Looking back on her perilous flight from Soviet-invaded Afghanistan in 1980, Ahmadi-Miller re-creates a child’s terror and loyalty to her family.
One of eight children in a wealthy family in Kabul, the author remembers her enchanted childhood before war as a time of “fun and camaraderie.” Her father, Padar, an engineer by training, worked at the American Embassy down the street from their house in the Karte Seh neighborhood and also as a landowner. His elegant wife, Miriam, was “a modern woman” who sewed beautiful clothes for the children, although she had a heart problem that would require her to leave for an operation in India. As one of the youngest, Ahmadi-Miller adored her older sisters, who had suitors and fine clothes. As the author records in this fluid text, she grew up in the 1970s, which was “one of the most prosperous periods in the history of Afghanistan,” when privileged children of both sexes were allowed to go to school and there were elements of Western mores and gender equality. However, in the countryside, there still existed devastating poverty and staunchly old-fashioned, conservative beliefs, as she would discover as they fled to Pakistan. With the violent arrival of the socialist, Soviet-backed coup, the family was no longer safe in Kabul. Padar, a proud, devoted Afghan, was being monitored by the Soviets and descended into alcoholism; Miriam fled with two of her children to India, leaving the others to fend for themselves. Even as a young child, the author came to the sinking realization that “Padar would never leave, and Mommy would never return to a country at war” despite Ahmadi-Miller’s ardent hopes that she would. The most harrowing section of the narrative concerns one of the family’s loyal bodyguards and his determination to whisk the remaining children into Pakistan without their father.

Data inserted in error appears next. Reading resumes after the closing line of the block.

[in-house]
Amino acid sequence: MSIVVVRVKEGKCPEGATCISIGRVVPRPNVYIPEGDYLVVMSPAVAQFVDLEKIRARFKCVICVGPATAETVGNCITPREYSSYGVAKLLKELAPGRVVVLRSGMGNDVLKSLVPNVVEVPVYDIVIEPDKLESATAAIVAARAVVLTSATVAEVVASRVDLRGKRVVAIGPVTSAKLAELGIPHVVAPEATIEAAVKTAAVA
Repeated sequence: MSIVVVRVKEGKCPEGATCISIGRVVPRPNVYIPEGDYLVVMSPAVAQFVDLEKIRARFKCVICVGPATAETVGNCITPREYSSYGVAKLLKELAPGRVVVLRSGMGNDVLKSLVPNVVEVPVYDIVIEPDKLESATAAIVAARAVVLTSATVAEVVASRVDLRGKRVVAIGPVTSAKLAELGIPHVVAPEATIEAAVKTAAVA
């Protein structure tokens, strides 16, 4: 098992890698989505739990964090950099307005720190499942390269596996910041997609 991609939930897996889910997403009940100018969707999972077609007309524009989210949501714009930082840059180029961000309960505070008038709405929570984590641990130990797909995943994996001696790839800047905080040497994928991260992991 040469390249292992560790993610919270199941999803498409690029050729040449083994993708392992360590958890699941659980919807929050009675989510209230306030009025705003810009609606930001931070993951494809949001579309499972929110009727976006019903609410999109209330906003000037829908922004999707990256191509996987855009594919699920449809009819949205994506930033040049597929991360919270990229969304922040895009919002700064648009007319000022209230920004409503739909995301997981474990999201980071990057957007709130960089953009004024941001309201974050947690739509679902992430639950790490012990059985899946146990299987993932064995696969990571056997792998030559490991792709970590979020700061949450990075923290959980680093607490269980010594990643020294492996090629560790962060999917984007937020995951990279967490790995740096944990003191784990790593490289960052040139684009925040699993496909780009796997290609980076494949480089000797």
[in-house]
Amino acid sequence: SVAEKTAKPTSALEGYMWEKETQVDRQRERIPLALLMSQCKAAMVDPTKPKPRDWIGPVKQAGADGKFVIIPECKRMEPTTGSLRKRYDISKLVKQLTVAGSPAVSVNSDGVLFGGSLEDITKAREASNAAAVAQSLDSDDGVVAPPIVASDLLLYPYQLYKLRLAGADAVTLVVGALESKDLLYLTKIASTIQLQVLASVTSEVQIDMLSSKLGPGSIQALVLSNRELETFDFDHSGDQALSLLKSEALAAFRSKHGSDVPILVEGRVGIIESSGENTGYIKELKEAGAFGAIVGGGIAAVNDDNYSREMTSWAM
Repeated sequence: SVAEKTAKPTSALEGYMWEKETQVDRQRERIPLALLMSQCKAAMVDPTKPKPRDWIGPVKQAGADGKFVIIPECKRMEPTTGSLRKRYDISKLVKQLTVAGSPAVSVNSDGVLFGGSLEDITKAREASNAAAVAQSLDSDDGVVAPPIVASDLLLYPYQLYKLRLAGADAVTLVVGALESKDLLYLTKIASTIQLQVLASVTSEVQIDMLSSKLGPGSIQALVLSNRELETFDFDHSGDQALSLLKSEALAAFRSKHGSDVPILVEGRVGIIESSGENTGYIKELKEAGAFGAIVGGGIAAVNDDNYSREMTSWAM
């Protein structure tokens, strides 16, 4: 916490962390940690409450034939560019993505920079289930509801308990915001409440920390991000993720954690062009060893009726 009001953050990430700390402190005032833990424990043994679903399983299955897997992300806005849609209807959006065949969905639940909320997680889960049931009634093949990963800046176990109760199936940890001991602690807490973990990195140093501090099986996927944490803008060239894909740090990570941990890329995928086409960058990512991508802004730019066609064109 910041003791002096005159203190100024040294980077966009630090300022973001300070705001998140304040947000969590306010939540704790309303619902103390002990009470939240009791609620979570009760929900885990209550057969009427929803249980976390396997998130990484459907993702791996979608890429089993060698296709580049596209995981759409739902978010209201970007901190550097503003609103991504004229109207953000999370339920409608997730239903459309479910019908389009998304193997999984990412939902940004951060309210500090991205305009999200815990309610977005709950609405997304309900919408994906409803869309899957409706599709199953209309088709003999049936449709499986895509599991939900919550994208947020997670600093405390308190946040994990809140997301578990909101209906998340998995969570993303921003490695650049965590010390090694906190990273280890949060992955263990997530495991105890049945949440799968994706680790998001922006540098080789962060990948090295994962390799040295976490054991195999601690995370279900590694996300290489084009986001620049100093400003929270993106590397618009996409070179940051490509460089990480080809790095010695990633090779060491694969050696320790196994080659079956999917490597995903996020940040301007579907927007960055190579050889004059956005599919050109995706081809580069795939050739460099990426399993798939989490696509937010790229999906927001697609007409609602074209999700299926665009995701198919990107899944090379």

Full of vivid detail and emotion, this compelling memoir captures the ache of a young child desperate for safety and security.